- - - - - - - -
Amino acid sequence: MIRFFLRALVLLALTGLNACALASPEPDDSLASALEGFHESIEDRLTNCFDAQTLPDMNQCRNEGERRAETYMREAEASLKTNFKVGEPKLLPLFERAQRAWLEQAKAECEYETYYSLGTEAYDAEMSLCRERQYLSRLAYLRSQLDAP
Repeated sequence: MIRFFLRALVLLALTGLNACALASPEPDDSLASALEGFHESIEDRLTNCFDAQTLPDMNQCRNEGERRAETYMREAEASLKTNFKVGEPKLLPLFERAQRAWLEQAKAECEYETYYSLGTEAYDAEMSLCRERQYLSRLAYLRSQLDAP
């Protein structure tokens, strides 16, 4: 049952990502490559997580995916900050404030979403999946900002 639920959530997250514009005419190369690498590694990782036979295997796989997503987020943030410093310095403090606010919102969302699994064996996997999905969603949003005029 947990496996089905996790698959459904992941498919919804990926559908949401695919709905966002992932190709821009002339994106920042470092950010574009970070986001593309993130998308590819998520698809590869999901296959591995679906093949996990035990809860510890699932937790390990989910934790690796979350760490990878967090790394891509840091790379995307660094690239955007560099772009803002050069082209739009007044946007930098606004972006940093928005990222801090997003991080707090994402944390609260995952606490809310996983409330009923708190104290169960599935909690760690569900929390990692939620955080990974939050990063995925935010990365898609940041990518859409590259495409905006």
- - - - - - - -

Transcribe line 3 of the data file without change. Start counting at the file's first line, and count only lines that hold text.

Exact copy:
């Protein structure tokens, strides 16, 4: 049952990502490559997580995916900050404030979403999946900002 639920959530997250514009005419190369690498590694990782036979295997796989997503987020943030410093310095403090606010919102969302699994064996996997999905969603949003005029 947990496996089905996790698959459904992941498919919804990926559908949401695919709905966002992932190709821009002339994106920042470092950010574009970070986001593309993130998308590819998520698809590869999901296959591995679906093949996990035990809860510890699932937790390990989910934790690796979350760490990878967090790394891509840091790379995307660094690239955007560099772009803002050069082209739009007044946007930098606004972006940093928005990222801090997003991080707090994402944390609260995952606490809310996983409330009923708190104290169960599935909690760690569900929390990692939620955080990974939050990063995925935010990365898609940041990518859409590259495409905006």